Eric Young had a piece in the Sunday Star Times this weekend recollecting the All White’s run to the 1982 World Cup and the antidote it provided from the infamous 1981 Springbok tour. Something that wasn’t really touched on were the parallels between 1981 and 2009.
Now, I’m not suggesting the current state of rugby is anywhere near the divisive and controversial issue it was in 1981, but some of the end products are similar. In the early 80’s the New Zealand public began turning it’s back on rugby for political and safety reasons, now, at the end of the 2000’s apathy and a desire for a better product (feel free to interpret these reasons and their context within their decades however you see fit) has seen a drop in interest in the so called national game. Australian viewership, both on television and at games has dropped markedly as the Socceroos and A-League continue to improve, and the trend looks continue here.
In 1981 the All Whites surged in popularity for two main reasons, 1. They weren’t the All Blacks, and 2. They were winning. These reasons are just as relevant today.
The debacle that was the 2007 Rugby World Cup campaign coupled with the seemingly never-ending season born out of overexpansion (both Super 14 and Air New Zealand Cup) and the endless marketing tired the non-hardcore out. Expanding competitions is always risky in professional sport, eventually a tipping point is reached where the talent pool is stretched too thin, and as the game expands out of traditional markets in the pursuit of more sponsorship and television dollars and a decline in popularity and quality is seen e.g. The NHL. Perhaps this over-saturation wouldn’t be such an issue if the final product was on of top-quality. It isn’t. So many All Blacks, in their primes too, have left domestic competition in recent years chasing money, that you could choose an overseas side that would not only compete with the current All Black squad, but would get at least even odds to beat them. Because the selectors refuse to allow overseas based players into the All Blacks under the guise of protecting the integrity of the domestic competition (not that All Black players don’t sit out large chunks of the Air New Zealand cup anyway), it has led to a severe dilution of the available talent pool. Which brings me to point number two, though as an aside, when cricketers are seen to choose IPL dollars over country they are vilified in the media, All Blacks doing the exact same? Not so much.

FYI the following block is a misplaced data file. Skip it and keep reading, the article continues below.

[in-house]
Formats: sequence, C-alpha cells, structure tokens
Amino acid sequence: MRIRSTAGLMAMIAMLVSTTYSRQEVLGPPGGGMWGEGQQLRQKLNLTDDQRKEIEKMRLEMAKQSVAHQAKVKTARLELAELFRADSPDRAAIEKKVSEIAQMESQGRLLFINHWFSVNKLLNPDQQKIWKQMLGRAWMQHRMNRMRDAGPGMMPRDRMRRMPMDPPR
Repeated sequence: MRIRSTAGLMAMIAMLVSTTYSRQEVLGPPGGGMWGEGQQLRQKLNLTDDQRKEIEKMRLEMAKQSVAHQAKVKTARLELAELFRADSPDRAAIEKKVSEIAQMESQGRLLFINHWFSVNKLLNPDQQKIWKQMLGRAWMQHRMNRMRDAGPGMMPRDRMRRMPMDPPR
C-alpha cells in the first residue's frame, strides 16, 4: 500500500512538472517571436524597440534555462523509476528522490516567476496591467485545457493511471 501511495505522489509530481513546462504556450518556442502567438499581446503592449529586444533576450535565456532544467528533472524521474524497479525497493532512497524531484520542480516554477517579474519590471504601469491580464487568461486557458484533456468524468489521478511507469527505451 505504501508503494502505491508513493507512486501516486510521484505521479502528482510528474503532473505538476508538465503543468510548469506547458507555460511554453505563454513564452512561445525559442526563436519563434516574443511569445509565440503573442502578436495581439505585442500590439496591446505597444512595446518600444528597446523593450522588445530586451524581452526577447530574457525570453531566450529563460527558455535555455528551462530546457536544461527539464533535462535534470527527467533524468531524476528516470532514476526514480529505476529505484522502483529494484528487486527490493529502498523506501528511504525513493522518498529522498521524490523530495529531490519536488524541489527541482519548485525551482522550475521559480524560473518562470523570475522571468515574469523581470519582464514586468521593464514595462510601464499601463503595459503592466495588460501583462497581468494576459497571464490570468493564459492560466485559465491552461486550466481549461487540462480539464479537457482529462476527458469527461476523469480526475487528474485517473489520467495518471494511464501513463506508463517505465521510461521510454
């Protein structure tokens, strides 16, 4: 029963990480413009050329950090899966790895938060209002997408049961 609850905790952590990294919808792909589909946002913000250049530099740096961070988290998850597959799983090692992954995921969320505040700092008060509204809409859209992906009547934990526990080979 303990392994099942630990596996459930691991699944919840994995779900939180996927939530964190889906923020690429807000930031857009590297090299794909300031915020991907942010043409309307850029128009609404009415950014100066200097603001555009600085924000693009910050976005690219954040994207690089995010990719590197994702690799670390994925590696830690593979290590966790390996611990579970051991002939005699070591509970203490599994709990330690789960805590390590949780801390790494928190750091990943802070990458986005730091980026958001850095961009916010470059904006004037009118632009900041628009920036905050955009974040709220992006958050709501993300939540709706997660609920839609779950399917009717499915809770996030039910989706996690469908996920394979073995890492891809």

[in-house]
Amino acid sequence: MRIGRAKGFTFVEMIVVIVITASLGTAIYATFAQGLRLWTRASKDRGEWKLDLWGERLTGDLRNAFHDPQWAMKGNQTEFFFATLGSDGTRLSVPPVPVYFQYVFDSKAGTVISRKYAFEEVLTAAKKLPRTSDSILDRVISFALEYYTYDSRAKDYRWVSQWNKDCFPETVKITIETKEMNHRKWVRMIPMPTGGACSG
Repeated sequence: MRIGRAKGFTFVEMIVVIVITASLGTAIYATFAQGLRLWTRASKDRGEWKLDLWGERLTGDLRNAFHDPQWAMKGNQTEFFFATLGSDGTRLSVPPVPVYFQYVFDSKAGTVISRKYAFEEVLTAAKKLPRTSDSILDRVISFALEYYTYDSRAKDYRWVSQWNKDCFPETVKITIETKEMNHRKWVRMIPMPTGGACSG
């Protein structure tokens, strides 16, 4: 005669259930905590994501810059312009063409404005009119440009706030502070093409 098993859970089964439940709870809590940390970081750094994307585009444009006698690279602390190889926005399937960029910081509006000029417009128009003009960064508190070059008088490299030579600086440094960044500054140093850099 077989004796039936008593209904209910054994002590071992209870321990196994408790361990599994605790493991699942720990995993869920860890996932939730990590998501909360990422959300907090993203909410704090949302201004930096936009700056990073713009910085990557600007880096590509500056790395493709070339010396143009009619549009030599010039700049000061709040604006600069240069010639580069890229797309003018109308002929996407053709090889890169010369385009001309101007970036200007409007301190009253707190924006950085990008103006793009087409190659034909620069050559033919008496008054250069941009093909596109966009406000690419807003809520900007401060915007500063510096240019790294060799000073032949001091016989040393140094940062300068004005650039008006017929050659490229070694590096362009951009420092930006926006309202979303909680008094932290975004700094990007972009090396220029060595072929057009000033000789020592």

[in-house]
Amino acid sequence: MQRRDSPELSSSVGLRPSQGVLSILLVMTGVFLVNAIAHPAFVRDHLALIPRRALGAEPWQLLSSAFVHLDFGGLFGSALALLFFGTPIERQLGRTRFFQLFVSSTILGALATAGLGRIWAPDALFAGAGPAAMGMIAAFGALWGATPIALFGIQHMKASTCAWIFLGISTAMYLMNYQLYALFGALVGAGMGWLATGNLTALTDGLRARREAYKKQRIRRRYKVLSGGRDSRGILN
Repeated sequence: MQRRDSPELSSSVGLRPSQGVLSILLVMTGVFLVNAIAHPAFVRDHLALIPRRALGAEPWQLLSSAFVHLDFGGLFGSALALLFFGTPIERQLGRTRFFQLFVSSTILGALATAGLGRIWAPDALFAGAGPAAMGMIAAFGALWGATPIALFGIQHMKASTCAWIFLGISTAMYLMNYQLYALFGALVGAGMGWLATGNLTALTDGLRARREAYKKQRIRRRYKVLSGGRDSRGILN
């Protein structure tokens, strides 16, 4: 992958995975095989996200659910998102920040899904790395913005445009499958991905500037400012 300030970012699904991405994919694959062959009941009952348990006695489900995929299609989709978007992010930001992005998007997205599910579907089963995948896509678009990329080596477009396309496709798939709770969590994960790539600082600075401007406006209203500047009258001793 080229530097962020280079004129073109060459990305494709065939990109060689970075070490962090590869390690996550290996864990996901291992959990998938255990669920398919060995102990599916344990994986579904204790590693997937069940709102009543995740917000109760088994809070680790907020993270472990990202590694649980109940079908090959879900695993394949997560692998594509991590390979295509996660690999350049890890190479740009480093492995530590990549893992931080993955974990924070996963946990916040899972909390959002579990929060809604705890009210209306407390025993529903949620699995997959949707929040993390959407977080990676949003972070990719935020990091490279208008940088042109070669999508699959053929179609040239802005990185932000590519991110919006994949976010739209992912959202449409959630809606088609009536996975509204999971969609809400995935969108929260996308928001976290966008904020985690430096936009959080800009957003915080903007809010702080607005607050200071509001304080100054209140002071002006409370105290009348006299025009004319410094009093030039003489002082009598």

The refusal to put the best product on the field, and let’s not kid ourselves, professional sport is a product, has begun to show up in increasingly frequent losses and sloppy performances. In Football there is no such issue; the best possible players are chosen irrespective of where they ply their trade. And because players such as Ryan Nelson can play in high profile overseas competition it furthers their development and strengthens the team as a whole.
In 1981 and throughout the decade junior soccer registrations in New Zealand skyrocketed at rugby’s expense. Now that these young players have grown up the talent available at the top level for each sport has begun to, at least slightly, even out.
So, here we are again, rugby at a crossroads and football on the precipice of something great. Will the beautiflul game once again capture the imagination of New Zealanders and push rugby into the background? Novemeber 14 will go a long way toward letting us know.